SMS messages can work in the same way – providing relevant information in a way that ensures that recipients see it right away.

Some examples of this include:

  • Text message alerts that airlines use to notify passengers of plane delays.
  • Weather-related alerts from schools.
  • Security verification codes from banks.
  • Coupons for retail businesses that drive in-store sales.

Because both channels can be used in a transactional or promotional capacity, email and SMS compliment each other very well.

Although there are many similarities between the two channels, they also have some distinct features. These differences give them slightly different purposes within your overarching marketing strategy.

Differences Between Email Marketing and SMS Marketing

As mentioned earlier, email and SMS share many similarities, but they also have many distinguishing characteristics that give them their unique personalities.

Email is like the older brother — classic and dependable. He’s already proven himself and is generally well liked and accepted.

SMS is the younger, shorter, brother — hip, trendy, and loves the latest tech fads. He’s quick to action and eager to prove himself, which may turn some people off. But, for the most part, he’s starting to become more accepted and earn his place in the world.

Here are the biggest differences between email and SMS that marketers need to be aware of when trying to execute an text message marketing strategy:


SMS text messages are limited to 160 characters, which means that your message needs to be short and clear to be effective.

People do not want to receive multiple texts to get the full message and they’re likely to ignore messages or text STOP to prevent future communications from companies that bombard them with these types of SMS messages.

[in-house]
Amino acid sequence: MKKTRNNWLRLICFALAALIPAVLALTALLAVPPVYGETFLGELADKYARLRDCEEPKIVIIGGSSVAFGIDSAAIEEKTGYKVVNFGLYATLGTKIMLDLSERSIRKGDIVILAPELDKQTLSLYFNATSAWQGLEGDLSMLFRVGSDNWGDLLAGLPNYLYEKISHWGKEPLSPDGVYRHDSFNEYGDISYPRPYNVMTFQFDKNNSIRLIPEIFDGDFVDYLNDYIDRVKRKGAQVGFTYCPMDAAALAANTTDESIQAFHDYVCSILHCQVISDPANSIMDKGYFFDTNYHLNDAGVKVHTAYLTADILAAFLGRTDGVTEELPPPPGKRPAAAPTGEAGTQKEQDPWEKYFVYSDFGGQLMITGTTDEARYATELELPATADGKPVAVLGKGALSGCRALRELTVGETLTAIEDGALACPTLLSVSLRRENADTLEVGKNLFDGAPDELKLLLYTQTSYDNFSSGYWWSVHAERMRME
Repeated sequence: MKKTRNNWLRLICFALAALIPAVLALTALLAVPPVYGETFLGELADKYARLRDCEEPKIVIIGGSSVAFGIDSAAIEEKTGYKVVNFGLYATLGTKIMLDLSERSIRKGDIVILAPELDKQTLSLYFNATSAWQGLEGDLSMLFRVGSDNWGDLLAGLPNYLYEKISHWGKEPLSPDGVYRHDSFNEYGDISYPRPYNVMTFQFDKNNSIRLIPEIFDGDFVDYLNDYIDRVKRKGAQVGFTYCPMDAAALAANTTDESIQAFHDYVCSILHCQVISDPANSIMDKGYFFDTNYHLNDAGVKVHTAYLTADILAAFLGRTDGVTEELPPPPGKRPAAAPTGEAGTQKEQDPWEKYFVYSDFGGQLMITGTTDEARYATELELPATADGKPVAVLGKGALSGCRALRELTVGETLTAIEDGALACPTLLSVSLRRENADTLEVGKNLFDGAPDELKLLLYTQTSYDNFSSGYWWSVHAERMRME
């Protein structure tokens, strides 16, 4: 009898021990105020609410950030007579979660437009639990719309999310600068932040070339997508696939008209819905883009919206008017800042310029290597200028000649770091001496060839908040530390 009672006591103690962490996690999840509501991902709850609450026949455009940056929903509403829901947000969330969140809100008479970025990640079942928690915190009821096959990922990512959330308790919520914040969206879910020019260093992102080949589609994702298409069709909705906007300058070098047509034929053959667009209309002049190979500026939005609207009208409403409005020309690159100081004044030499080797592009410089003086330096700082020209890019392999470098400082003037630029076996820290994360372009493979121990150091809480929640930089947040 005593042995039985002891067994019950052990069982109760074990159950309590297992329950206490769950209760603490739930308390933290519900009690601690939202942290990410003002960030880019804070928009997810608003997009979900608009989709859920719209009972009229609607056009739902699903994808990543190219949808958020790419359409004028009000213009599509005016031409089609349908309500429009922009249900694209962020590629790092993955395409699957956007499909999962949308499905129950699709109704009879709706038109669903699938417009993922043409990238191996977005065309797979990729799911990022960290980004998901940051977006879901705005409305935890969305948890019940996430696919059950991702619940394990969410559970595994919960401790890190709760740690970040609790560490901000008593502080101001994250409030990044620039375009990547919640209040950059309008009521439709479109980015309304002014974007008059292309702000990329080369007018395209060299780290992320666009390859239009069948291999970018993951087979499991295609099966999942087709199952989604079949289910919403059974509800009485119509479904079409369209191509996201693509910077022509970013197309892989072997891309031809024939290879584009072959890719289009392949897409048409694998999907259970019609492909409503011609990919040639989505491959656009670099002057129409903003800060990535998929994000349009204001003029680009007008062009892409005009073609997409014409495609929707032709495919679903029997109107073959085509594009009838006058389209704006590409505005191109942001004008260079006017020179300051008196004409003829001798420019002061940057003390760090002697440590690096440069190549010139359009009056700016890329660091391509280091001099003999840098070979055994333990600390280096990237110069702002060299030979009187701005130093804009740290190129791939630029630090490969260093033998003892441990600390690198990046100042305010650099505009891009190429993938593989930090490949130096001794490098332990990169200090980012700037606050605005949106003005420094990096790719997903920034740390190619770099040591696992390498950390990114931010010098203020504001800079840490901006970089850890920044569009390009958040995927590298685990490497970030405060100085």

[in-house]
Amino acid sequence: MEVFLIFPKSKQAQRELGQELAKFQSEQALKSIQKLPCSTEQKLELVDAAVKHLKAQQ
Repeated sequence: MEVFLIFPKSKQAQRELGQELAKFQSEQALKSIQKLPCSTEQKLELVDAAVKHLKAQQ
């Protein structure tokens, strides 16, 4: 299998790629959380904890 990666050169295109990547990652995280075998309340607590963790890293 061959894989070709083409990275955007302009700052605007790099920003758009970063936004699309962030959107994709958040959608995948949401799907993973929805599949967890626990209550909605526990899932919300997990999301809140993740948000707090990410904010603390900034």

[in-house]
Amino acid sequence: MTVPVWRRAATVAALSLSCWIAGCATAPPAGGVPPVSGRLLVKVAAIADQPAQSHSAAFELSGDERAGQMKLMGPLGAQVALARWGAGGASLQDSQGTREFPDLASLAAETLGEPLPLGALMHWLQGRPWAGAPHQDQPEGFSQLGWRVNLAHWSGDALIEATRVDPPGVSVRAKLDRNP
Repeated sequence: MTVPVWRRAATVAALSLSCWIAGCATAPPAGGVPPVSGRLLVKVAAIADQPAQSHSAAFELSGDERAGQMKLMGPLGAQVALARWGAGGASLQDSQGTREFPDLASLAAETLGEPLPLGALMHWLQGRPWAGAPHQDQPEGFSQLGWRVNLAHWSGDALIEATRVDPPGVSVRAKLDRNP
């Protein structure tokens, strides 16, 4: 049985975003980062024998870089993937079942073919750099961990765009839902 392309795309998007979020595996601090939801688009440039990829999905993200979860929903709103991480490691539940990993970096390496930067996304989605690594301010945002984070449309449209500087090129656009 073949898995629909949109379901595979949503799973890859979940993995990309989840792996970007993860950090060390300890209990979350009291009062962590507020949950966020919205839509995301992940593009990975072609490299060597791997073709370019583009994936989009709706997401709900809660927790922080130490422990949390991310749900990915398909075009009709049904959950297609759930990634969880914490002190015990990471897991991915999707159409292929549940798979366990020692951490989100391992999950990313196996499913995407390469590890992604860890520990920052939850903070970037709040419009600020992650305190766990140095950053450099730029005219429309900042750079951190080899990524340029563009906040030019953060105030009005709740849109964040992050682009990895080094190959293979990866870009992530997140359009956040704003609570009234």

SMS is a great channel for time-sensitive information that you need your contacts to see!

According to Dynamark, SMS has an open rate of 98%! Not only that, but 90% of all messages are read within 3 minutes! That is insane compared to the 20-30% open rate average of emails.

The immediacy of a text message allows a company to announce very limited-time promotional offers or provide real-time customer service. This can provide substantial brand lift for companies looking to better connect with its customers.


As it stands right now, younger generations are more likely to embrace text message marketing, while older generations are more likely to prefer email marketing and other traditional marketing channels. This is due to the fact that smartphone usage is much higher among millennials and other young age groups.

But, as SMS becomes more ubiquitous in marketing across different industries, more people will start to embrace it.

Although both SMS and email are effective for communicating with contacts, they should be used to cover different circumstances for maximum effectiveness. You wouldn’t want to do the chores that your sibling already does better, right?

Using Email & SMS Together

Using email in conjunction with text message marketing will amplify your marketing efforts and allow you to reach different audiences. Here are some fantastic examples of how to use both strategies together effectively:

Sales and Promotional Marketing Campaigns

  • Email: Announce an upcoming sale
  • SMS: Provide an added discount at the last-minute or remind that the sale is ending soon

Event Management Tools

  • Email: Promote an event to generate initial interest and remind people to sign up
  • SMS: Send an event reminder the day before, provide parking information the day of the event, and give weather updates during the event

Contest Marketing Tools

  • Email: Publicize contest benefits and details
  • SMS: Encourage people to enter the contest before the deadline, and announce a winner when the contest ends

Internal Communication Tools

  • Email: Send out non-urgent information such as internal newsletters, product updates, and new initiatives.
  • SMS: Communicate more urgent notifications like closures, computer system disruptions, etc.

Now that you understand how email marketing best practices can also apply to text message marketing, use your knowledge to start developing your SMS strategy.

Remember, these two channels work well together because they cover different marketing scenarios. It’s important to keep in mind the strengths and weaknesses of each in order to effectively use them together. This makes it much easier to provide comprehensive and relevant communication to your contacts and inspire confidence in your business.

Want to start sending text messages and emails to your contacts? Sign up today!

Happy Sending!